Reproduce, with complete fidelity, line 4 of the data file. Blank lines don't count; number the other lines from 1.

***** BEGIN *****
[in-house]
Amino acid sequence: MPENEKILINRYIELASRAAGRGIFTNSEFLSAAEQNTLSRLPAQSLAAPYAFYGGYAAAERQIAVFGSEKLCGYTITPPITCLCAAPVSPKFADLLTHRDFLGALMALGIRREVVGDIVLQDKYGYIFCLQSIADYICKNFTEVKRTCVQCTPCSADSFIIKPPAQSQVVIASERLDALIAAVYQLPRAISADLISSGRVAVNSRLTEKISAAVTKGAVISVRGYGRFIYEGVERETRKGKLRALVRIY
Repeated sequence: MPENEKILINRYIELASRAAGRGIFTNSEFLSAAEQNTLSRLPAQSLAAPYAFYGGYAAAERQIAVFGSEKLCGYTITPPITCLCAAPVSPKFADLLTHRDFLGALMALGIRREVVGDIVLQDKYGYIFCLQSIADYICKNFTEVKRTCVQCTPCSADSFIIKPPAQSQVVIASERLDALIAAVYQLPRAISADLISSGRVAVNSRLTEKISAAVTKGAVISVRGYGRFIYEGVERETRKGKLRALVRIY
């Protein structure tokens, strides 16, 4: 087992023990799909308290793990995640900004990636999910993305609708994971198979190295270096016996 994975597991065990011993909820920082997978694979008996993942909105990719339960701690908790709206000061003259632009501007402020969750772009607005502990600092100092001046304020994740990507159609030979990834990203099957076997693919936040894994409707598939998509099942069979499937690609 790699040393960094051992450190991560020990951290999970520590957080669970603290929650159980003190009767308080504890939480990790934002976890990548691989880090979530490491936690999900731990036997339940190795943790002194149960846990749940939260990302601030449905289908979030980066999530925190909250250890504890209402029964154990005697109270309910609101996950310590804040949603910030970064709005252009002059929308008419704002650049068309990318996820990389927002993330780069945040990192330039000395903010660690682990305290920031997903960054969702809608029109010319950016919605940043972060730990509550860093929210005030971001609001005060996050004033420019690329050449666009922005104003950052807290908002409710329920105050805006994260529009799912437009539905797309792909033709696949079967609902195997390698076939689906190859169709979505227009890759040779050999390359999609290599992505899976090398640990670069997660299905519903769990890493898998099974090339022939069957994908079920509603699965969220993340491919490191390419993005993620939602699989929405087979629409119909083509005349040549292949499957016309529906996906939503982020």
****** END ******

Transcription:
């Protein structure tokens, strides 16, 4: 087992023990799909308290793990995640900004990636999910993305609708994971198979190295270096016996 994975597991065990011993909820920082997978694979008996993942909105990719339960701690908790709206000061003259632009501007402020969750772009607005502990600092100092001046304020994740990507159609030979990834990203099957076997693919936040894994409707598939998509099942069979499937690609 790699040393960094051992450190991560020990951290999970520590957080669970603290929650159980003190009767308080504890939480990790934002976890990548691989880090979530490491936690999900731990036997339940190795943790002194149960846990749940939260990302601030449905289908979030980066999530925190909250250890504890209402029964154990005697109270309910609101996950310590804040949603910030970064709005252009002059929308008419704002650049068309990318996820990389927002993330780069945040990192330039000395903010660690682990305290920031997903960054969702809608029109010319950016919605940043972060730990509550860093929210005030971001609001005060996050004033420019690329050449666009922005104003950052807290908002409710329920105050805006994260529009799912437009539905797309792909033709696949079967609902195997390698076939689906190859169709979505227009890759040779050999390359999609290599992505899976090398640990670069997660299905519903769990890493898998099974090339022939069957994908079920509603699965969220993340491919490191390419993005993620939602699989929405087979629409119909083509005349040549292949499957016309529906996906939503982020």